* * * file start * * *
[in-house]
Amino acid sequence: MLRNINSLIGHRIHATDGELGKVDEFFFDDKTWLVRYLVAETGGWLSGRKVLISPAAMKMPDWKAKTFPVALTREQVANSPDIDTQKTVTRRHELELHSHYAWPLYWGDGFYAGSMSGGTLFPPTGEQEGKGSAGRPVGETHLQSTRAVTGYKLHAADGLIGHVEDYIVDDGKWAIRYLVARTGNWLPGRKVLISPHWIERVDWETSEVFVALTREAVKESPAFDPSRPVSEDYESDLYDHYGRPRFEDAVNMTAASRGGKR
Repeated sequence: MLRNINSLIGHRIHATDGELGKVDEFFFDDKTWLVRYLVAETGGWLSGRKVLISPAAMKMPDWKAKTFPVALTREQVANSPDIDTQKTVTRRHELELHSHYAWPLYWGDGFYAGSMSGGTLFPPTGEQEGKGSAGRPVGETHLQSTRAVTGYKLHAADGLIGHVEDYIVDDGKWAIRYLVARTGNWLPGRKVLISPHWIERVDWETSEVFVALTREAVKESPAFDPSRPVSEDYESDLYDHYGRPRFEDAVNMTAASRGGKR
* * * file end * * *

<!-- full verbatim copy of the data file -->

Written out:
[in-house]
Amino acid sequence: MLRNINSLIGHRIHATDGELGKVDEFFFDDKTWLVRYLVAETGGWLSGRKVLISPAAMKMPDWKAKTFPVALTREQVANSPDIDTQKTVTRRHELELHSHYAWPLYWGDGFYAGSMSGGTLFPPTGEQEGKGSAGRPVGETHLQSTRAVTGYKLHAADGLIGHVEDYIVDDGKWAIRYLVARTGNWLPGRKVLISPHWIERVDWETSEVFVALTREAVKESPAFDPSRPVSEDYESDLYDHYGRPRFEDAVNMTAASRGGKR
Repeated sequence: MLRNINSLIGHRIHATDGELGKVDEFFFDDKTWLVRYLVAETGGWLSGRKVLISPAAMKMPDWKAKTFPVALTREQVANSPDIDTQKTVTRRHELELHSHYAWPLYWGDGFYAGSMSGGTLFPPTGEQEGKGSAGRPVGETHLQSTRAVTGYKLHAADGLIGHVEDYIVDDGKWAIRYLVARTGNWLPGRKVLISPHWIERVDWETSEVFVALTREAVKESPAFDPSRPVSEDYESDLYDHYGRPRFEDAVNMTAASRGGKR